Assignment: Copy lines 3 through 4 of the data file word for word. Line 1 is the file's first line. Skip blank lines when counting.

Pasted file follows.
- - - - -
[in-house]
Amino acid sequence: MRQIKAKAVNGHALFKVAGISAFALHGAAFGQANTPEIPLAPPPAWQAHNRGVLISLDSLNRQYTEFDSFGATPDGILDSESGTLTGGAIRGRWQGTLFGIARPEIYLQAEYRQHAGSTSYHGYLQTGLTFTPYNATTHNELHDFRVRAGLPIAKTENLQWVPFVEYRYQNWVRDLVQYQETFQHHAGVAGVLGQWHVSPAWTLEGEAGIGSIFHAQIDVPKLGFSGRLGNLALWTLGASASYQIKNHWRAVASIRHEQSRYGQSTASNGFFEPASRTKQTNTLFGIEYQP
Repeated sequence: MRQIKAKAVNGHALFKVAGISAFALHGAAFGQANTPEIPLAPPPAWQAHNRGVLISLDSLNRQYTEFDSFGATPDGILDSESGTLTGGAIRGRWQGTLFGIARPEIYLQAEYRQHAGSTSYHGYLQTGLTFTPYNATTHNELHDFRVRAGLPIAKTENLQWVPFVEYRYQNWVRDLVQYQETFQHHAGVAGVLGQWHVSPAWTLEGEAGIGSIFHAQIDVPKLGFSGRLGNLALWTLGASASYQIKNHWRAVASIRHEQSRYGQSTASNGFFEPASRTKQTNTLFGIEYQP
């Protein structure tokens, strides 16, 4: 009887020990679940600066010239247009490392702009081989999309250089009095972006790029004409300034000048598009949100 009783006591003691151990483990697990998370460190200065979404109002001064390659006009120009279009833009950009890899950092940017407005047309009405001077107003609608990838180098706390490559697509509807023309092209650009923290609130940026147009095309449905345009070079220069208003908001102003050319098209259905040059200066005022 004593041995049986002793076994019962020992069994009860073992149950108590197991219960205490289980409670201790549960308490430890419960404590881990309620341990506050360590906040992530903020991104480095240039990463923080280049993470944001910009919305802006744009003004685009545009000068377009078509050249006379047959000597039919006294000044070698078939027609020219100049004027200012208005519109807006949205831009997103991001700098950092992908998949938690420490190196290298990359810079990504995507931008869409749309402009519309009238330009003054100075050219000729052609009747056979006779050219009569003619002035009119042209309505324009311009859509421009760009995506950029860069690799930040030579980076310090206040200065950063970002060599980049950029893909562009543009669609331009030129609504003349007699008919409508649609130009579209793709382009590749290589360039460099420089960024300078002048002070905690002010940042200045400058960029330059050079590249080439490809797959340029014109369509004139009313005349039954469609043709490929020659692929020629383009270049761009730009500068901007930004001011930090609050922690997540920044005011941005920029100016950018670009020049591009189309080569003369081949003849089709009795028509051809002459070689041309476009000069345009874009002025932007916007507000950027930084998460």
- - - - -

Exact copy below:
Repeated sequence: MRQIKAKAVNGHALFKVAGISAFALHGAAFGQANTPEIPLAPPPAWQAHNRGVLISLDSLNRQYTEFDSFGATPDGILDSESGTLTGGAIRGRWQGTLFGIARPEIYLQAEYRQHAGSTSYHGYLQTGLTFTPYNATTHNELHDFRVRAGLPIAKTENLQWVPFVEYRYQNWVRDLVQYQETFQHHAGVAGVLGQWHVSPAWTLEGEAGIGSIFHAQIDVPKLGFSGRLGNLALWTLGASASYQIKNHWRAVASIRHEQSRYGQSTASNGFFEPASRTKQTNTLFGIEYQP
């Protein structure tokens, strides 16, 4: 009887020990679940600066010239247009490392702009081989999309250089009095972006790029004409300034000048598009949100 009783006591003691151990483990697990998370460190200065979404109002001064390659006009120009279009833009950009890899950092940017407005047309009405001077107003609608990838180098706390490559697509509807023309092209650009923290609130940026147009095309449905345009070079220069208003908001102003050319098209259905040059200066005022 004593041995049986002793076994019962020992069994009860073992149950108590197991219960205490289980409670201790549960308490430890419960404590881990309620341990506050360590906040992530903020991104480095240039990463923080280049993470944001910009919305802006744009003004685009545009000068377009078509050249006379047959000597039919006294000044070698078939027609020219100049004027200012208005519109807006949205831009997103991001700098950092992908998949938690420490190196290298990359810079990504995507931008869409749309402009519309009238330009003054100075050219000729052609009747056979006779050219009569003619002035009119042209309505324009311009859509421009760009995506950029860069690799930040030579980076310090206040200065950063970002060599980049950029893909562009543009669609331009030129609504003349007699008919409508649609130009579209793709382009590749290589360039460099420089960024300078002048002070905690002010940042200045400058960029330059050079590249080439490809797959340029014109369509004139009313005349039954469609043709490929020659692929020629383009270049761009730009500068901007930004001011930090609050922690997540920044005011941005920029100016950018670009020049591009189309080569003369081949003849089709009795028509051809002459070689041309476009000069345009874009002025932007916007507000950027930084998460």